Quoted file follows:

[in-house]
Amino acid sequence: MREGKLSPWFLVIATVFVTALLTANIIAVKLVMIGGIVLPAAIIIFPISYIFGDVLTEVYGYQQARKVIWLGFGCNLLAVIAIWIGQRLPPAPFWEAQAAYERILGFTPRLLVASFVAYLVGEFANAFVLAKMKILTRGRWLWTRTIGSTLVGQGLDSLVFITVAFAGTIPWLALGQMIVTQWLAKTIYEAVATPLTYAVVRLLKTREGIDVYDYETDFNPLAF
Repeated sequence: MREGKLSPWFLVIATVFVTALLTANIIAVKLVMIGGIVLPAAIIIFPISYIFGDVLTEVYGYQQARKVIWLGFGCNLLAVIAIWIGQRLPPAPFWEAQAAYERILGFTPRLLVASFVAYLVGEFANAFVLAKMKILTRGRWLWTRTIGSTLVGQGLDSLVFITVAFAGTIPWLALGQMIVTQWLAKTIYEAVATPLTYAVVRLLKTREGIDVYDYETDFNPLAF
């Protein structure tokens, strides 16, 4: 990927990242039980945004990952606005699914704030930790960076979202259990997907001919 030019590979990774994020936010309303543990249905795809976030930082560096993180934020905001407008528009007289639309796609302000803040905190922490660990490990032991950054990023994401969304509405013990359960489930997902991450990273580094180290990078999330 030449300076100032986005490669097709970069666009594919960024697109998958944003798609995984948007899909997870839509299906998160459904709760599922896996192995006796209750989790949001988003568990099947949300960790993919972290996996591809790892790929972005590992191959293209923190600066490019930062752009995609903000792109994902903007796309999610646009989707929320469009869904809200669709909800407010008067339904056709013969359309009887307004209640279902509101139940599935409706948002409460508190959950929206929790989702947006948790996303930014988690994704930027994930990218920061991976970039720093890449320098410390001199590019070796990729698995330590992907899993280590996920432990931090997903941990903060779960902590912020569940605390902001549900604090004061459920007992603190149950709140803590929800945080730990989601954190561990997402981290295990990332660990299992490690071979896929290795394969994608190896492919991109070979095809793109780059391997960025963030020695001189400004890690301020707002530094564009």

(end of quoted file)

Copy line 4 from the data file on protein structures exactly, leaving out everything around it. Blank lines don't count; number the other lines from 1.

């Protein structure tokens, strides 16, 4: 990927990242039980945004990952606005699914704030930790960076979202259990997907001919 030019590979990774994020936010309303543990249905795809976030930082560096993180934020905001407008528009007289639309796609302000803040905190922490660990490990032991950054990023994401969304509405013990359960489930997902991450990273580094180290990078999330 030449300076100032986005490669097709970069666009594919960024697109998958944003798609995984948007899909997870839509299906998160459904709760599922896996192995006796209750989790949001988003568990099947949300960790993919972290996996591809790892790929972005590992191959293209923190600066490019930062752009995609903000792109994902903007796309999610646009989707929320469009869904809200669709909800407010008067339904056709013969359309009887307004209640279902509101139940599935409706948002409460508190959950929206929790989702947006948790996303930014988690994704930027994930990218920061991976970039720093890449320098410390001199590019070796990729698995330590992907899993280590996920432990931090997903941990903060779960902590912020569940605390902001549900604090004061459920007992603190149950709140803590929800945080730990989601954190561990997402981290295990990332660990299992490690071979896929290795394969994608190896492919991109070979095809793109780059391997960025963030020695001189400004890690301020707002530094564009």